Fork Handles of Fame

Gig no: 59Where? 5 Minutes of Fame @ The Camden Head, Islington

In which I get obsessed with time, lose the ON switch and then it’s aaaaall oooohhhkaaaay.

Why? Asked.

Who Held My Hand? Not a Bringer.

What Happened? “A tight 5 or we may not book you again.” That’s what the email says so that’s what tonight’s about. This gig has one of the longest waiting lists EVER. That means one thing – a proper audience.

I should be shitting it. The email mentions a “100 strong crowd.” But, for whatever reason, I’m not feeling it today. It’s going to be one of those pull it out yer arse days… 

Fosterkew. ON.

In her Edinburgh show, the wondrous Jessica Fosterkew describes having an ON switch. I guess sometimes it has to be manual.

Email instructions say turn up before 7 for an 8pm start. I’m there at 6.47. Coz I’m soooo sad. As I go up the stairs, I see photos of proper comedians: Dara O’Brien, Tommy Tiernan, Lucy Porter – yes this is a proper comedy club. I meet the MC, Francis, who mini-interviews me – how many gigs, what kind of material, what energy, rude & dark?? “You’ll likely be in the 2nd half,” he tells me.

My interview finishes at 6.52pm. I have over an hour to wait… At 7.34 I’m told I’ll be 2nd in the 2nd. We’ve got over 40 audience members so far (I overhear), it’s not 100 but for a comedy fart like me that’s friggin LOADS.

Another comic being mini-interviewed. And me, Not ‘ON’. 

Then suddenly, it’s 7.56 and the room is FULL. There’s about 60 people here. AND IF I PHYSICALLY HAD AN ‘ON’ SWITCH AND IT WAS BROKEN, I’D BE PANICKING. BUT I DON’T. IT ISN’T. WHY AREN’T I PANICKING.

8.05 and I’ve been relegated to a stool outside the room coz it’s so crowded and there a 10 latecomers downstairs in the pub bit we have to wait for. Bit bored now actually. What is WRONG with me?

8.09 and it starts. And of course, I PANIC LIKE A TW*T. I can’t hear the MC and I suddenly don’t want to miss anything. Are there comics who stay elsewhere, out of earshot til their bit? What if you miss something relevant to your act or someone repeats your joke – the audience’ll think you’re a nob.

In Jason Manford’s Brung Up Proper, he tells the story of Peter Kay introducing him once. Manford was waiting out of earshot and literally started his act with the same one liner that Peter Kay ended on – “This dyslexic walks into a bra…” – and wondered why the audience just staaaaaared.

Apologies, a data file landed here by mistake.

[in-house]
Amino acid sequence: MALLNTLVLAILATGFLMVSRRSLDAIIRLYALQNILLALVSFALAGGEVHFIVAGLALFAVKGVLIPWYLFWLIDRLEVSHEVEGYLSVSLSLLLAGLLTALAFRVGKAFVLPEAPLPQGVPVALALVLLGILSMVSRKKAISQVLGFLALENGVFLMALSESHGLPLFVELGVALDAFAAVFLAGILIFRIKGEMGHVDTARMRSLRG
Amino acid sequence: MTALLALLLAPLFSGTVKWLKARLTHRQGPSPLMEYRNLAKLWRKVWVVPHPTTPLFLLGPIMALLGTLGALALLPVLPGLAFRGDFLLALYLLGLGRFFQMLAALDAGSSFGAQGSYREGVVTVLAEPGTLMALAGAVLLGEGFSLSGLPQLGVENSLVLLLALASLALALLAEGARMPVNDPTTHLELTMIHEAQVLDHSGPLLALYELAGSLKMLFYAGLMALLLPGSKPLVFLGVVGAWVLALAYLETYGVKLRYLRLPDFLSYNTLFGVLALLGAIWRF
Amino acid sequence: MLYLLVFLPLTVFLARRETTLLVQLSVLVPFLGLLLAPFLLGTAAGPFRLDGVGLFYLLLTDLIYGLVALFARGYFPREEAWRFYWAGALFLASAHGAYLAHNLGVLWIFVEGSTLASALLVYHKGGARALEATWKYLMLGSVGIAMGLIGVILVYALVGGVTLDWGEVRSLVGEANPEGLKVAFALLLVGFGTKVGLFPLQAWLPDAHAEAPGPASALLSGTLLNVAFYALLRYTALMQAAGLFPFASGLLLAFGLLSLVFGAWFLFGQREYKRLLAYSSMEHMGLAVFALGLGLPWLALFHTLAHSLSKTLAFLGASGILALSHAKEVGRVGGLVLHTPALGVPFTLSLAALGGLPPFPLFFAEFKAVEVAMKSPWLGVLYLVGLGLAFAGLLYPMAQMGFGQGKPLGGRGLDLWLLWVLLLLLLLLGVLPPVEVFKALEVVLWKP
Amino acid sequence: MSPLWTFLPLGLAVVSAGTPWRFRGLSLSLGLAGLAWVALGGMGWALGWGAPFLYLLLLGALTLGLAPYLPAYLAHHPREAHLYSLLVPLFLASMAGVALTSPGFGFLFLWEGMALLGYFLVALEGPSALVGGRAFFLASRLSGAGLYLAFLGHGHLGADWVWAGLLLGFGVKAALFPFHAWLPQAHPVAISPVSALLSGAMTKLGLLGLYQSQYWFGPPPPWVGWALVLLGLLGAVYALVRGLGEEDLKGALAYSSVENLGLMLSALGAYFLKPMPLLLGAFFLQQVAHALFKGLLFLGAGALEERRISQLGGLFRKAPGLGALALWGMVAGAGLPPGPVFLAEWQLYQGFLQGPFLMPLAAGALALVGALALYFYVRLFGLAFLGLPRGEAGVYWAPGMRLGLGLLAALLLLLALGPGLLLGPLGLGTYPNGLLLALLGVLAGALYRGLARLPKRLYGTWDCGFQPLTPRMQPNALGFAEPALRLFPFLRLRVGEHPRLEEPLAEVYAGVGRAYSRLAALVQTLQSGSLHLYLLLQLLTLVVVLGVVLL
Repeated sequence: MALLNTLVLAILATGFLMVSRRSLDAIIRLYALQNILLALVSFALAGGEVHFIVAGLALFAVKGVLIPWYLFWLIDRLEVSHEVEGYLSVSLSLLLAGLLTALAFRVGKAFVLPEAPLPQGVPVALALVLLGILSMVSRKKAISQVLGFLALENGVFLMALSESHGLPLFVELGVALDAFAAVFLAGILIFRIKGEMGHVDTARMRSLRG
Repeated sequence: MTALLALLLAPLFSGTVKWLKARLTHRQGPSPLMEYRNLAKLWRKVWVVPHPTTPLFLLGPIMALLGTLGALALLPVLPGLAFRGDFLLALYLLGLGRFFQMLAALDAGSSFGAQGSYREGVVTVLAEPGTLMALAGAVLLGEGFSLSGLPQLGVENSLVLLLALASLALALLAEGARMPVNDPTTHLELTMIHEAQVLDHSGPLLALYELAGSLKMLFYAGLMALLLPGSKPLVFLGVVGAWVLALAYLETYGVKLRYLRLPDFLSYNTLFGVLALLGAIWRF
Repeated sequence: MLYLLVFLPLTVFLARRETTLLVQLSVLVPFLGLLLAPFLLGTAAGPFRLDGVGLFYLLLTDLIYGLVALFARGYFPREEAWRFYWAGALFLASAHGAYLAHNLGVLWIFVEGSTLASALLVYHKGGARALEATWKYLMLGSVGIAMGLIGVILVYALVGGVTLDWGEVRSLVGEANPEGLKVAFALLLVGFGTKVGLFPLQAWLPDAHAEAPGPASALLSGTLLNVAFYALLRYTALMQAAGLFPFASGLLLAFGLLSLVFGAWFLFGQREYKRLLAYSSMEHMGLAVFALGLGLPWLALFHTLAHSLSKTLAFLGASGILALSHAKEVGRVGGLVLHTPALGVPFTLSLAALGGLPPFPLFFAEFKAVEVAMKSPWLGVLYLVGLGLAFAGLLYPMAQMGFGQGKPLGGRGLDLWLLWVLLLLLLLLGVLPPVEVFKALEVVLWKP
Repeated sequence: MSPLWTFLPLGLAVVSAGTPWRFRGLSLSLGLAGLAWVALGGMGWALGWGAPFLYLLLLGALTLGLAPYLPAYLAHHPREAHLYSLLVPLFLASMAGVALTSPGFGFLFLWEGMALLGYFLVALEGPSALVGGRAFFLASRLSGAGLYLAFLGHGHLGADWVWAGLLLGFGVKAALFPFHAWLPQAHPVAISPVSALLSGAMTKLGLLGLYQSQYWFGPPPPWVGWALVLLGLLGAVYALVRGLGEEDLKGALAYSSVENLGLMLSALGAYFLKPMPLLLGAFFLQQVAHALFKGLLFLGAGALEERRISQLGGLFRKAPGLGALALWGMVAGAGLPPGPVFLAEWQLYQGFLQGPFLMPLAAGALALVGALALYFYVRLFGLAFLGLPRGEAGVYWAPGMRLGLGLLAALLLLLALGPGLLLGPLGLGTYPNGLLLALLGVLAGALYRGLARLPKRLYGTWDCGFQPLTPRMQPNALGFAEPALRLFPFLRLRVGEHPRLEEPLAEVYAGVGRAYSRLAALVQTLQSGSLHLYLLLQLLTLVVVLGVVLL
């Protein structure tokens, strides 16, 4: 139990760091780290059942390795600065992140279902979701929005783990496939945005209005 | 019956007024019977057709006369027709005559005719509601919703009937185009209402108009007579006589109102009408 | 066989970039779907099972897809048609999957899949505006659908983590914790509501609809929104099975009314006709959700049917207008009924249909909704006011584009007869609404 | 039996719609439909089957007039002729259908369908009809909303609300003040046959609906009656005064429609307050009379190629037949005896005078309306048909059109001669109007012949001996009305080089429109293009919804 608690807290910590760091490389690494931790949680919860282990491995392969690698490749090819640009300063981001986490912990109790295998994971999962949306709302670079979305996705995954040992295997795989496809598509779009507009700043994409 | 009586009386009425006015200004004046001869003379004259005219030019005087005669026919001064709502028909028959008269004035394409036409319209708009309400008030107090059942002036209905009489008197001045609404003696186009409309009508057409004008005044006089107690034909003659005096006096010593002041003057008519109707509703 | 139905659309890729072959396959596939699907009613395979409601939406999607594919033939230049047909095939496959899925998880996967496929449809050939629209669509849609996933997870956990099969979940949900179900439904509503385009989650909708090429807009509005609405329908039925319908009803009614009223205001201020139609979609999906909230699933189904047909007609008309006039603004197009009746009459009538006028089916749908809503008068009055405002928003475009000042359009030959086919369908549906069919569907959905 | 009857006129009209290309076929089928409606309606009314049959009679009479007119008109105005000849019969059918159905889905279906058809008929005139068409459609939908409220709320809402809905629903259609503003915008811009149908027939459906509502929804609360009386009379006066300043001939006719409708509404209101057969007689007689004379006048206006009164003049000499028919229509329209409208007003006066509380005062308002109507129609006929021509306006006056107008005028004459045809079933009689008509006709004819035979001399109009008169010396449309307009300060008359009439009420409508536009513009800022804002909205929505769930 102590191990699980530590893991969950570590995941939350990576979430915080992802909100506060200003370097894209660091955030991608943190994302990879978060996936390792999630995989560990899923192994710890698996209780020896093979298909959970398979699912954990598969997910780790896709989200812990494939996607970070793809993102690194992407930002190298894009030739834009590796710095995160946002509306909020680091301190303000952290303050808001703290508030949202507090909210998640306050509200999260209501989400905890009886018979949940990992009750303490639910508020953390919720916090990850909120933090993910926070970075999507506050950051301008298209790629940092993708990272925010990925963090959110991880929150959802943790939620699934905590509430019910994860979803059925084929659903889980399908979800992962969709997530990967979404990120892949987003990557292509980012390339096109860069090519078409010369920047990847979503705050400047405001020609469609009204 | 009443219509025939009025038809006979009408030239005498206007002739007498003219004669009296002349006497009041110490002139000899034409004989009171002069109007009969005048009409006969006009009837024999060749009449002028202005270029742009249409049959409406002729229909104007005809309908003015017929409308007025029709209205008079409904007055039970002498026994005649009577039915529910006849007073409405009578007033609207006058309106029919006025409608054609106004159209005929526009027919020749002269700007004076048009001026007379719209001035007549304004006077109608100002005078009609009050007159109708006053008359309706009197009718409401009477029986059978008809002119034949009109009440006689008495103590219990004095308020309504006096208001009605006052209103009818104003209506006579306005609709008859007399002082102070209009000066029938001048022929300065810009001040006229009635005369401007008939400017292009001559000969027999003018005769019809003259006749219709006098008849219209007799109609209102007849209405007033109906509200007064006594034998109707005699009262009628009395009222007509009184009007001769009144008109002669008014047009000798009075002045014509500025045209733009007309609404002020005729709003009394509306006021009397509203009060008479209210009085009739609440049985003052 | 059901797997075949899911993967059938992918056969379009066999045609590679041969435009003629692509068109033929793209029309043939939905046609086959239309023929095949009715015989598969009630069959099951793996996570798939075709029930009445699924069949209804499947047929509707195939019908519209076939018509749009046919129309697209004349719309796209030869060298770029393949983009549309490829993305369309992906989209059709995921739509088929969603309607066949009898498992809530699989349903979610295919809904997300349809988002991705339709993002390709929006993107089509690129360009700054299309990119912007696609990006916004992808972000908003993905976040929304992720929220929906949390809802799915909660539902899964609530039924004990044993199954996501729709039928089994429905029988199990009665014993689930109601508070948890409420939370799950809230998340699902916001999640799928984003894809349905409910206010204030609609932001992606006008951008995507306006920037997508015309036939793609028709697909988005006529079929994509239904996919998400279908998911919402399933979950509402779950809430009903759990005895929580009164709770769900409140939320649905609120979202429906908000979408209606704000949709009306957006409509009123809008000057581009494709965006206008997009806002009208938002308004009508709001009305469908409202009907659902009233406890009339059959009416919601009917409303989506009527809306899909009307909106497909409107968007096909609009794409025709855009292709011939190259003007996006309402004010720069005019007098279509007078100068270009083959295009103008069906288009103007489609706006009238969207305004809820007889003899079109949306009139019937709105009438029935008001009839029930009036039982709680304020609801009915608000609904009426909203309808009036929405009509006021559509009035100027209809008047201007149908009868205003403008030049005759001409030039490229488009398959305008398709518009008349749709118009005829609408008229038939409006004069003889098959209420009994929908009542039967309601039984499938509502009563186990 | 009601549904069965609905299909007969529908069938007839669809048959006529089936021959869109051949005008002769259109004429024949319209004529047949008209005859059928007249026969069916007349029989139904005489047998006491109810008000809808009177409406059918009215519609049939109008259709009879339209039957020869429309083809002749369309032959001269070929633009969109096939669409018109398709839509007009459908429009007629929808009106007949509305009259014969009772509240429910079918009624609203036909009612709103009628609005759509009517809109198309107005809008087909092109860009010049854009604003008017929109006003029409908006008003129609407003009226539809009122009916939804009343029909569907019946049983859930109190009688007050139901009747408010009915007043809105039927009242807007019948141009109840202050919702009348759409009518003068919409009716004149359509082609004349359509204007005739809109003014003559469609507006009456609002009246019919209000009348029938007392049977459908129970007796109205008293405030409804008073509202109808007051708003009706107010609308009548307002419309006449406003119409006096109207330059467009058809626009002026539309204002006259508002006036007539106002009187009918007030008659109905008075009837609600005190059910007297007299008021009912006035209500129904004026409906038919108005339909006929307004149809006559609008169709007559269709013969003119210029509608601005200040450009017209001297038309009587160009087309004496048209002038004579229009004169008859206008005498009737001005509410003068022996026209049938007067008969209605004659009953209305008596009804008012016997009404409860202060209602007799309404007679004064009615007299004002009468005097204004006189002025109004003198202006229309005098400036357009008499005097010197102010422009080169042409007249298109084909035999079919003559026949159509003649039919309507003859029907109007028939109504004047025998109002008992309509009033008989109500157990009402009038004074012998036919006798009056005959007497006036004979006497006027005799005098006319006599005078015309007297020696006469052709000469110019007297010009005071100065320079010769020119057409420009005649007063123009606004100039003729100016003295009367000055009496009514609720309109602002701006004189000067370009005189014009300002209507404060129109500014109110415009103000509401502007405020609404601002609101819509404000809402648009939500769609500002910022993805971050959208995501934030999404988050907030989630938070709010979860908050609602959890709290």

The likelihood of me repeating ANYTHING worthy of Peter Kay is remote. FRAMED JOKES from famous comedians line the walls of this room. Reminding the audience how good comedy CAN be.

I ask some guy if I can go in and stand at the back and he takes me down to the men’s toilets (ick) and up a fire escape to the Comedians’ Corridor. It’s like a mini-gladiator feeding room. Where the slaves waited, listening to their mates being savaged by lions, knowing they’re next. Except open to the elements.

A real audience starting to gather. Of REAL people. Not comedians. We’re all outside shivering.

I’ve been honing my Scouse Accent material to just under 5 minutes. If could hear the walls in my kitchen, they be screaming. 

The 1st half is all women and one guy. And they’re from all over the place – Holland, Austria, America. In the 2nd half there’s an Australian. Everyone’s talking about accents and that’s my entire act. Francis the MC is genuinely funny, he’s half-Spanish so we’ve got that too. He identifies a Scouser in the audience called Charlie who claims he’s a copper.

All I need is a Scouser to come on and talk about accents and I’m throwing myself off the fire escape.

I’ve completely forgotten about being off I’m so f*cking ON. I’ve got Dry Mouth and I’m shaking. Other people’s adrenaline and nerves and jokes and a live audience is the switch. Thank god for other people.

Some time after 9.15 I’m literally on. The 2nd half is all men and one woman – me. There’s a bit of an atmosphere. They don’t trust me, partly because I’m a woman, I’m sorry to say it – the women in the 1st half have been good but no one stormed it, there’s been perceptible nerves, some dead time between jokes. I devote every second of my tight 5 to pretending UTTERLY that I’m not nervous.

“Good evening,” I say as I move the mic. With a bit of sauce. Dunno where that came from. “Good evening!” Says someone from the darkness, equally saucily.

There they all are – all audiencey. I love this moment. I don’t know if they’ll be c*nts and they’re hoping to CHRIST I’ll not be shit.

It’s a strong 5 and I don’t care to say it. Coz it’s not always. I mention the United Nations of comics we’ve had, chat to Charlie, fluff my best joke and ramble through a pre-tying up section but IT DOESN’T MATTER.

That’s bit of the learning curve I’m on at the moment, it seems. If it fucks up, it doesn’t actually matter. So what’s the point in being nervous.

5 tight minutes later and – I’m gonna say this too coz it’s rare – I get the biggest cheer so far AND WHISTLES. Whistles. Maybe of relief, of “that was good for a woman” but it DOESN’T MATTER. I got whistles.

In Gladiator Corridor, the remaining guys are nice and Francis says well done. I walk to the tube feeling shattered. Which is stupid. I don’t work down a MINE.

Things I’ve Learned:

1. My next gig will most likely be shite.
2. Doing the Scouse accent onstage is a good idea. It gives me a bit of dual identity, it gives me ‘a thing’.
3. Being shattered is OLD AGE.